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The Ascent of Money Book Report

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THEORY OF KNOWLEDGE BOOK ANALYSIS The Ascent of Money: A Financial History of the World Word Count: 1,238 "The Ascent of Money: A Financial History of the World" is a non-fiction analysis of the history of money, banking, and the rise of financial systems by Niall Ferguson, a British historian and professor at Harvard University. In his book, Ferguson makes the argument that finance is at the root of all human progress and that a lack of financial systems results in a failed society, using the gold-rich Spanish Empire of the 16th century as an example. As well, he argues that all historical events, whether they are political, social, economic or otherwise, are deeply grounded in the global financial systems. Ferguson also tries to draw a parallel between financial systems and biological systems, making the claim that evolution and Darwinism apply to finance. He says, "Financial history is essentially the result of institutional mutation and natural selection." With these arguments, Ferguson explains candidly how finance has influenced past historical events. He reveals why Argentina went from being the world's 6th richest country to an "inflation-ridden basket case", how the French Revolution was started because of a stock market bubble, and how China is emerging from poverty into a global superpower in a single generation. ...read more.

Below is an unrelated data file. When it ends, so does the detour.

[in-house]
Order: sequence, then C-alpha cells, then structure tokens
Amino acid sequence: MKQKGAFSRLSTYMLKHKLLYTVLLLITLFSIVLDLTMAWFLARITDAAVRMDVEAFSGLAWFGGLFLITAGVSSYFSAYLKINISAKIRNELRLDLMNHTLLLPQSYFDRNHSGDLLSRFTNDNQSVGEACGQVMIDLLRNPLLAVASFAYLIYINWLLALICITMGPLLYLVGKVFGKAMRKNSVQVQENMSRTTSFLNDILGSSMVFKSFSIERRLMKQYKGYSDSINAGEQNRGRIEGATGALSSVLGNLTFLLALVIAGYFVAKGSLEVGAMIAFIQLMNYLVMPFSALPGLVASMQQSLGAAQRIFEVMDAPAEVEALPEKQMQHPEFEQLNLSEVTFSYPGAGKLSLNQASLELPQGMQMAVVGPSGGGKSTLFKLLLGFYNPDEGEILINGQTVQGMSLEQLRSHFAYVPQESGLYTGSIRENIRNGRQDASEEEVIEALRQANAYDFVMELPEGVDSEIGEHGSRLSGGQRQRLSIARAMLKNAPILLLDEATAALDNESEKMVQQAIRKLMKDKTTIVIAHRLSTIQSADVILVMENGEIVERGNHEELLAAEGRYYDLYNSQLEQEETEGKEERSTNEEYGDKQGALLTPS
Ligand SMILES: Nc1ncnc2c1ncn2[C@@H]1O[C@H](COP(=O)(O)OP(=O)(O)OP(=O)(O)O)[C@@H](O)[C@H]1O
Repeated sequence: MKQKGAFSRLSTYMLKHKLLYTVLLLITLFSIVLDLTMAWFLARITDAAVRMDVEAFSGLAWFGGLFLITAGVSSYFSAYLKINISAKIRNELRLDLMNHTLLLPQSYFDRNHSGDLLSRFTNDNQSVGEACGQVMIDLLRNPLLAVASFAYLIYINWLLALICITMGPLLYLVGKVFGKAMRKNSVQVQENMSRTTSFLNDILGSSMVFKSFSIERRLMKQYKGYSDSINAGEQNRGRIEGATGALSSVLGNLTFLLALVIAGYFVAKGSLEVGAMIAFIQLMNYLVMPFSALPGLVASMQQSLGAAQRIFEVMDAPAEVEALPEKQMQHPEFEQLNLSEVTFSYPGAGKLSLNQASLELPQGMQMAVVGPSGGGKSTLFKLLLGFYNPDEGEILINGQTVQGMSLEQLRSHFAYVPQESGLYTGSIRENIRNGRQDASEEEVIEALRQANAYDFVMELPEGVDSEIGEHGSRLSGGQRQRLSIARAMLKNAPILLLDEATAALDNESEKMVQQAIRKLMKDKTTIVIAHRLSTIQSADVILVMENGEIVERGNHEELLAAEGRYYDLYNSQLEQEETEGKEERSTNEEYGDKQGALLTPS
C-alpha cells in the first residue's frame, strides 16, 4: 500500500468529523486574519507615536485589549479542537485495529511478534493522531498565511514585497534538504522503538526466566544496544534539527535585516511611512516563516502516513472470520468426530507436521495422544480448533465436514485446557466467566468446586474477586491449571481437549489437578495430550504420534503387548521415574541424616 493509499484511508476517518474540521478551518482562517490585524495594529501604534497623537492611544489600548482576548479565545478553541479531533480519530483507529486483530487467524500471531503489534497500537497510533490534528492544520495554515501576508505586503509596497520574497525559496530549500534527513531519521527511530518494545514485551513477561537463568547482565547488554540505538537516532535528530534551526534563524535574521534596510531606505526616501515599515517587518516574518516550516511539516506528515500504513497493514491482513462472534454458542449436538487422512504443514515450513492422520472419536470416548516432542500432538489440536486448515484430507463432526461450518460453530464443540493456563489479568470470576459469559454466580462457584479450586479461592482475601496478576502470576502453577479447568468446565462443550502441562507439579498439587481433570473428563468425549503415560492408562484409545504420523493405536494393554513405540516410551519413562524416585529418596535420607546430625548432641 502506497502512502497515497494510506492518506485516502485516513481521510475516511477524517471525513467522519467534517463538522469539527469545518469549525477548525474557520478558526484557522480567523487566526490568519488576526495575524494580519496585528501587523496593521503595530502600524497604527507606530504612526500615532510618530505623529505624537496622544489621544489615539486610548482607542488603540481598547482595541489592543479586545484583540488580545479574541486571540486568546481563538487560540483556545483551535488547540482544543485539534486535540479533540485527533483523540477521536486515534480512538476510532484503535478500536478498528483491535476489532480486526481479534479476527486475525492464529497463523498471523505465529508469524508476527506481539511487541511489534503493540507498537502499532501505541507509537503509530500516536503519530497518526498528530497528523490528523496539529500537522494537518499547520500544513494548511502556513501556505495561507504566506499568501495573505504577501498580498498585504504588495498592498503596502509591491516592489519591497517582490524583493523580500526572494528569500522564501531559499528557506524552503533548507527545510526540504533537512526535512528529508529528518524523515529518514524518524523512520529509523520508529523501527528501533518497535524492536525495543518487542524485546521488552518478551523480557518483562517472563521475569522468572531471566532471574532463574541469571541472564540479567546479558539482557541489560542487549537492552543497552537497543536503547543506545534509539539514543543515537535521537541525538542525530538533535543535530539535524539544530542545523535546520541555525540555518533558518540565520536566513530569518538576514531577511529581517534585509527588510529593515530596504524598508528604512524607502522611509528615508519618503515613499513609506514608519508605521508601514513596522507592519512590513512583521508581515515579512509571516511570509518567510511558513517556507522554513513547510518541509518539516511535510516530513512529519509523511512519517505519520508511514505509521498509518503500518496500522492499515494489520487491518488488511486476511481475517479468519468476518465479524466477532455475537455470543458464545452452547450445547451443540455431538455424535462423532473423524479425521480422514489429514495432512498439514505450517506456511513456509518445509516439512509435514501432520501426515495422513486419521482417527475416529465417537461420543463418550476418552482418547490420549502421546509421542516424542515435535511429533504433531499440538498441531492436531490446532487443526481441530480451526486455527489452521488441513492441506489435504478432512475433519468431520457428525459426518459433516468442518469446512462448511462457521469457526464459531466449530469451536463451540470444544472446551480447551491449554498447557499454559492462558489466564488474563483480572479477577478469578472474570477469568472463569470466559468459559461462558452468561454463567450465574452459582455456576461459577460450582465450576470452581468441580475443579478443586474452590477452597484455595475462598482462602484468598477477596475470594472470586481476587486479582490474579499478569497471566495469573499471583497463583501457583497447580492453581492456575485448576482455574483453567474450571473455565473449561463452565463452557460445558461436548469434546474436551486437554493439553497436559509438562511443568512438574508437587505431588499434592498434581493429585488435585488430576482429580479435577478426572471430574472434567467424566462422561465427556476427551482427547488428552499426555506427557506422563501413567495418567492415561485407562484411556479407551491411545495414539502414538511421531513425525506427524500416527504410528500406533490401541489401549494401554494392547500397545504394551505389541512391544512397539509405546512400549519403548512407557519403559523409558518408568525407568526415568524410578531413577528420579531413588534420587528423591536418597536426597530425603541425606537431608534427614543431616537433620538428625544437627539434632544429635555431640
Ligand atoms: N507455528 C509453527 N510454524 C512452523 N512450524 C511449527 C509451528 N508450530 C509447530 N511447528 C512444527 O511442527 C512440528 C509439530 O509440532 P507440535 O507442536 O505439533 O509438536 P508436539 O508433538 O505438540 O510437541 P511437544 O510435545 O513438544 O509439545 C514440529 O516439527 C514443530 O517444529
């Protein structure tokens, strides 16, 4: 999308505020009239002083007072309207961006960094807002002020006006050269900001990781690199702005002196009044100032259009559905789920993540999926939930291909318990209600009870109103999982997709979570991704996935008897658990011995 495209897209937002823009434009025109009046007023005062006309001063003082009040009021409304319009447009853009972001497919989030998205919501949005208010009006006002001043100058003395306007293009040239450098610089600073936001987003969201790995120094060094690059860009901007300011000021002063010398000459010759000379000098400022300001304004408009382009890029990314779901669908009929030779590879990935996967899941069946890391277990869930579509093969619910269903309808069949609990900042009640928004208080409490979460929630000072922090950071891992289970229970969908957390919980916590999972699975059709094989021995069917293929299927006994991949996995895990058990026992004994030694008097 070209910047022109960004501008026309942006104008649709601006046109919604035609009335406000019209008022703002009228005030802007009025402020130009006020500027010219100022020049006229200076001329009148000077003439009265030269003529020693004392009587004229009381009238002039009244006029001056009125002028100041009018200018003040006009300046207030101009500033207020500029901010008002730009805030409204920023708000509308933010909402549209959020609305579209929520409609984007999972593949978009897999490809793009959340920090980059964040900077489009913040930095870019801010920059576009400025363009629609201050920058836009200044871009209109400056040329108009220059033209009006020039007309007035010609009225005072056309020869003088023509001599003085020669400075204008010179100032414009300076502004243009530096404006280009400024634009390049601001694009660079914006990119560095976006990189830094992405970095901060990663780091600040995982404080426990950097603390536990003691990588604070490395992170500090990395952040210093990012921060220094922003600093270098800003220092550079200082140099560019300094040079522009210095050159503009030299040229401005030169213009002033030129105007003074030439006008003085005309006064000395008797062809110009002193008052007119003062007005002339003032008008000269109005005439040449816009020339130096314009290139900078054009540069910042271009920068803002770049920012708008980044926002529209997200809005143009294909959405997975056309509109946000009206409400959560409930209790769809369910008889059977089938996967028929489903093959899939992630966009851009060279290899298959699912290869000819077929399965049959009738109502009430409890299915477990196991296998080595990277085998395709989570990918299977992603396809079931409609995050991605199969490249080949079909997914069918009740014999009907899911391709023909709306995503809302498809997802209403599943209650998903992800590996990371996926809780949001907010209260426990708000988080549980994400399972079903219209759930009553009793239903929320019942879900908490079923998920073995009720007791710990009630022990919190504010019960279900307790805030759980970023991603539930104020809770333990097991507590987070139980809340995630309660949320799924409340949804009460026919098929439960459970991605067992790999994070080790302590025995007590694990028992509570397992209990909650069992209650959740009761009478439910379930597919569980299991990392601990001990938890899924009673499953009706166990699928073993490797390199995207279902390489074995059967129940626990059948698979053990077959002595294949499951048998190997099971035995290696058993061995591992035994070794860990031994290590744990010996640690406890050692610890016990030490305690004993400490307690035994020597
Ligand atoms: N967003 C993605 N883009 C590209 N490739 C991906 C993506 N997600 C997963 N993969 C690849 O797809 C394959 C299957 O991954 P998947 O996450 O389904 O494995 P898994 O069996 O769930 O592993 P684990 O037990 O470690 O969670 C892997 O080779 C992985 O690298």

Ferguson's arguments are so reasonable and true that they are easily proved through evidence from a wide range of countries and empires from the past. Although Ferguson's work is reasonable and offers great insight into the history of finance, a number of flaws and issues of knowledge arise that give us some interesting questions to think about. The first issue is Ferguson's misuse of language. Ferguson tries to make a connection between financial systems and biological systems, saying that financial systems have genes, the potential for spontaneous mutation, competition between one another, natural selection, scope for speciation, and scope for extinction. While this may be an accurate and fair metaphor, it is odd that he relies on these biological terms to describe financial systems instead of describing them for what they are. At times, when making this connection, Ferguson stretches his analysis and, as a result, weakens his main arguments. A further example of this is his comparison of the extinction of dinosaurs to the extinction of large financial institutions. The second issue of knowledge arises when Ferguson tries to take ethics out of the discussion as he feels the reader will understand his telling of the financial history of the world better without it. ...read more.


In order to further our knowledge of the world in which we live, it is imperative that we appreciate and understand the scope, relevance and importance of Ferguson's key argument: that successful financial and economic systems are at the root of all human progress and, by extension, will continue to be so. In conclusion, Ferguson effectively explores finance's role in history. Drawing from a variety of historical examples, he argues that finance is at the root of all human progress. Ferguson's work enlightens us on the importance of financial systems and allows us to gain a better understanding of our world. The author's work also raises some questions on issues of knowledge, such as when he removes ethics from his discussion believing the reader will gain a better knowledge of the history of finance without it. Ferguson has given us key knowledge in an area that many individuals know far too little about. With the knowledge that finance is the key to growth as a civilization, we can avoid the fate that many past civilizations have endured as a result of poor financial systems. Work Referenced Ferguson, Niall. The Ascent of Money: A Financial History of the World. New York: The Penguin Press, 2008. ?? ?? ?? ?? 2 ...read more.

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